Photograph by Alex Cairncross

Photograph by Alex Cairncross

The Balconies, one of the newest bands to set Toronto on fire with blistering live shows, may formerly have been more comfortable in formal concerts playing classical compositions. Composed of Liam Jaeger and siblings Jacquie and Stephen Neville, The Balconies bring an edgy post-punk feeling to their energetic pop. They’re on the cusp of kicking off their tour in support of their self-titled debut album from late 2009, but took time out between their local shows to tell Ca Va Cool about their backgrounds, discuss differences between Ottawa and Toronto, and point out the importance of animal noises.

The Balconies – Lulu
The Balconies – Serious Bedtime
The Balconies – Rest Up

Sabrina: You guys are still pretty new, having started up in 2007. I was checking out your influences, which range from punk, post-punk, electronic… lots of different decades and genres. Were you trying to channel some of that when you came out with your first LP?

Jacquie Neville: Not consciously. It just kind of came out with our songwriting and the chemistry together. Our influences come out.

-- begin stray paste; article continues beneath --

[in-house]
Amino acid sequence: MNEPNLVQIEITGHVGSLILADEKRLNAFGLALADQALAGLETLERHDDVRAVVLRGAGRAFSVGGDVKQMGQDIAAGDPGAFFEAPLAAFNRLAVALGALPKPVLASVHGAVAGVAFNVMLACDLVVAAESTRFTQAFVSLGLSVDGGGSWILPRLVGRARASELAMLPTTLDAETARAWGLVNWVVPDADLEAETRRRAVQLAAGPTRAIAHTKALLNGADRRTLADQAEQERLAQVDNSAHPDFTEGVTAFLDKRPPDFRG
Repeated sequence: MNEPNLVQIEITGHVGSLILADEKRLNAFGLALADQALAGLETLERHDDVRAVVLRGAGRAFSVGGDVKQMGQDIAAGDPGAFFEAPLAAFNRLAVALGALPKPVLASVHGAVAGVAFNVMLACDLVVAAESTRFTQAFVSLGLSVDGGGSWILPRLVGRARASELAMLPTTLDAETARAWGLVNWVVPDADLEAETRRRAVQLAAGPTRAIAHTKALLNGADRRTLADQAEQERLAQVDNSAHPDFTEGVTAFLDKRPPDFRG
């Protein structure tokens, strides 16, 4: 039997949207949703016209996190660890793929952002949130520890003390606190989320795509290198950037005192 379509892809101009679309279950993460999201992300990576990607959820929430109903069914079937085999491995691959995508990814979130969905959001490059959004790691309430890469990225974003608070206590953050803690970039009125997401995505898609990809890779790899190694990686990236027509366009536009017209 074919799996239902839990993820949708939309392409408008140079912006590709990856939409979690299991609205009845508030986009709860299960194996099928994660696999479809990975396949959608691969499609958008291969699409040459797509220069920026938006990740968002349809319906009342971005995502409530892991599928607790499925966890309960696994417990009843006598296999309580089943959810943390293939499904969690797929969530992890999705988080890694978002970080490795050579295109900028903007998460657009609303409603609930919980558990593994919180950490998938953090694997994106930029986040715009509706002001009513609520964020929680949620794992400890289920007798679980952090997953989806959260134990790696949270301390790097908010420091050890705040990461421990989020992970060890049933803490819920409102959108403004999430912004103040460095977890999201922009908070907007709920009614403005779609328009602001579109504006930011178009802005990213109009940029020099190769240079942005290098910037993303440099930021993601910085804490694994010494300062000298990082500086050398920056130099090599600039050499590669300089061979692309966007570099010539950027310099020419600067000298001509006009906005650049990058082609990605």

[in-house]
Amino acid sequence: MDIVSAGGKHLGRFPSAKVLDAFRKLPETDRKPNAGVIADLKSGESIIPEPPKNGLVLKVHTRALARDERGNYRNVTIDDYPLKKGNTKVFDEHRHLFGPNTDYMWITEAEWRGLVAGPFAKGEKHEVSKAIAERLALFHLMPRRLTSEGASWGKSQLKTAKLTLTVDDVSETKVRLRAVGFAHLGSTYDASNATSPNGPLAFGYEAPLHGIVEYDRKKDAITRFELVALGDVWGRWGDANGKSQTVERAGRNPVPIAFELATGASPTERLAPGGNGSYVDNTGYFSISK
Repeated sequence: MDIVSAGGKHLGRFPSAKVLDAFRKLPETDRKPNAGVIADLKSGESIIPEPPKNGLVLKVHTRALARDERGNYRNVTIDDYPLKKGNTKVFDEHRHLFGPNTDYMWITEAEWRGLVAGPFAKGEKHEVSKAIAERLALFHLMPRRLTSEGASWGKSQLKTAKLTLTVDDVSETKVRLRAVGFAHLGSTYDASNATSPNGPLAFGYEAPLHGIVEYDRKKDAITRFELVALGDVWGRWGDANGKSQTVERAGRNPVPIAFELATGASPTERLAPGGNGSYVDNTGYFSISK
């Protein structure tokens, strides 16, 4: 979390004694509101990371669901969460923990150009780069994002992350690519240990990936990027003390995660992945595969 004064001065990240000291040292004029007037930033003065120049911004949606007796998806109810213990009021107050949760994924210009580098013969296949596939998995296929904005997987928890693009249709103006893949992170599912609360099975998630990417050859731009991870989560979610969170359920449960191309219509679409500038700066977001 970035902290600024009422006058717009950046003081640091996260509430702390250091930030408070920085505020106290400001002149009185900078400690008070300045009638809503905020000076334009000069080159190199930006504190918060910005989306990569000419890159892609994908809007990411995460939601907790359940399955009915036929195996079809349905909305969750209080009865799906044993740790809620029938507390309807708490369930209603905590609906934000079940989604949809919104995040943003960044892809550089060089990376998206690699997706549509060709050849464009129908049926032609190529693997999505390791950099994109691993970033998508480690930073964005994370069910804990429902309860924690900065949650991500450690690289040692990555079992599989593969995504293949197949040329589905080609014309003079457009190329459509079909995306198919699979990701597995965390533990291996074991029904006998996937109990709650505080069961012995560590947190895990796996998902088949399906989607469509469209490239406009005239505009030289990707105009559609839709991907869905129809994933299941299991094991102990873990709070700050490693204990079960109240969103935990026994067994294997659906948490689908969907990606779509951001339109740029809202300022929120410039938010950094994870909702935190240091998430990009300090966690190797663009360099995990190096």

Steve Neville: : And if you look at the influences, there’s such a big variety.

Jacquie: Technically speaking, we’re all classical musicians. That’s our formal training, so I feel like the practice of that comes through as well.

Sabrina: Speaking of your training, you studied music at the University of Ottawa. What’s the mentality in the classical music department when it comes to pop music? Is it accepting or more straight-laced?

Jacquie: In my experience, the classical field is quite strict. But as soon as I went to Ottawa U, I met all these amazing professors who would say, “No, they can come together. You can like mainstream and classical music.” If anything, it makes you a more well-rounded musician.

Liam Jaeger: It’s becoming a lot more common. A lot of the professors also experiment. There’s a professor who is a professional pianist and he also plays keyboards at raves. It’s becoming a necessity because you can’t really survive playing one type of music anymore, you need to move around.

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— , March 2, 2010    3 Comments